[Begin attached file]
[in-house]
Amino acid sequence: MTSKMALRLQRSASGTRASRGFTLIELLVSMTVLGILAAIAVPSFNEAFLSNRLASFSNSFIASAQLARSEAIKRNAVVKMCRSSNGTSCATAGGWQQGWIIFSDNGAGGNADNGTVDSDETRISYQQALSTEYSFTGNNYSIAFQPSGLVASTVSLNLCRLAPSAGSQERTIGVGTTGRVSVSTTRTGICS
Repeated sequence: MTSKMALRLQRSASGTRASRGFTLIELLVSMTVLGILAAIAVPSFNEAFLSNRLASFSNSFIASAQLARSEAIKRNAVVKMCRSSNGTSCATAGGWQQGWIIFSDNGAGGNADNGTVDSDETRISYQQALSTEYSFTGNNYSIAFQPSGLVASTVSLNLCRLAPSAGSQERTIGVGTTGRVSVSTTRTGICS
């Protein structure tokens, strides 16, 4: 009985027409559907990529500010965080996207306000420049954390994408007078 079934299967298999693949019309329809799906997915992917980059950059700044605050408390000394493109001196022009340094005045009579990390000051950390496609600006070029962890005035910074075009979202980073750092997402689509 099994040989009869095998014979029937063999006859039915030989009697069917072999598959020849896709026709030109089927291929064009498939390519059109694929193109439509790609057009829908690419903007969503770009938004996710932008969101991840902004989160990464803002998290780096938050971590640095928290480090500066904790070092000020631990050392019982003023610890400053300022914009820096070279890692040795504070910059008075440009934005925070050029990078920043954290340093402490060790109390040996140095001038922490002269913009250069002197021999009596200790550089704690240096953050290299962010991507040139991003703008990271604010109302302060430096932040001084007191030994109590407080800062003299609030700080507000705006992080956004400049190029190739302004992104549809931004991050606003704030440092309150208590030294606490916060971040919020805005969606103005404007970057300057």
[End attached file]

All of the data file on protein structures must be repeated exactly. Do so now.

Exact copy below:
[in-house]
Amino acid sequence: MTSKMALRLQRSASGTRASRGFTLIELLVSMTVLGILAAIAVPSFNEAFLSNRLASFSNSFIASAQLARSEAIKRNAVVKMCRSSNGTSCATAGGWQQGWIIFSDNGAGGNADNGTVDSDETRISYQQALSTEYSFTGNNYSIAFQPSGLVASTVSLNLCRLAPSAGSQERTIGVGTTGRVSVSTTRTGICS
Repeated sequence: MTSKMALRLQRSASGTRASRGFTLIELLVSMTVLGILAAIAVPSFNEAFLSNRLASFSNSFIASAQLARSEAIKRNAVVKMCRSSNGTSCATAGGWQQGWIIFSDNGAGGNADNGTVDSDETRISYQQALSTEYSFTGNNYSIAFQPSGLVASTVSLNLCRLAPSAGSQERTIGVGTTGRVSVSTTRTGICS
């Protein structure tokens, strides 16, 4: 009985027409559907990529500010965080996207306000420049954390994408007078 079934299967298999693949019309329809799906997915992917980059950059700044605050408390000394493109001196022009340094005045009579990390000051950390496609600006070029962890005035910074075009979202980073750092997402689509 099994040989009869095998014979029937063999006859039915030989009697069917072999598959020849896709026709030109089927291929064009498939390519059109694929193109439509790609057009829908690419903007969503770009938004996710932008969101991840902004989160990464803002998290780096938050971590640095928290480090500066904790070092000020631990050392019982003023610890400053300022914009820096070279890692040795504070910059008075440009934005925070050029990078920043954290340093402490060790109390040996140095001038922490002269913009250069002197021999009596200790550089704690240096953050290299962010991507040139991003703008990271604010109302302060430096932040001084007191030994109590407080800062003299609030700080507000705006992080956004400049190029190739302004992104549809931004991050606003704030440092309150208590030294606490916060971040919020805005969606103005404007970057300057």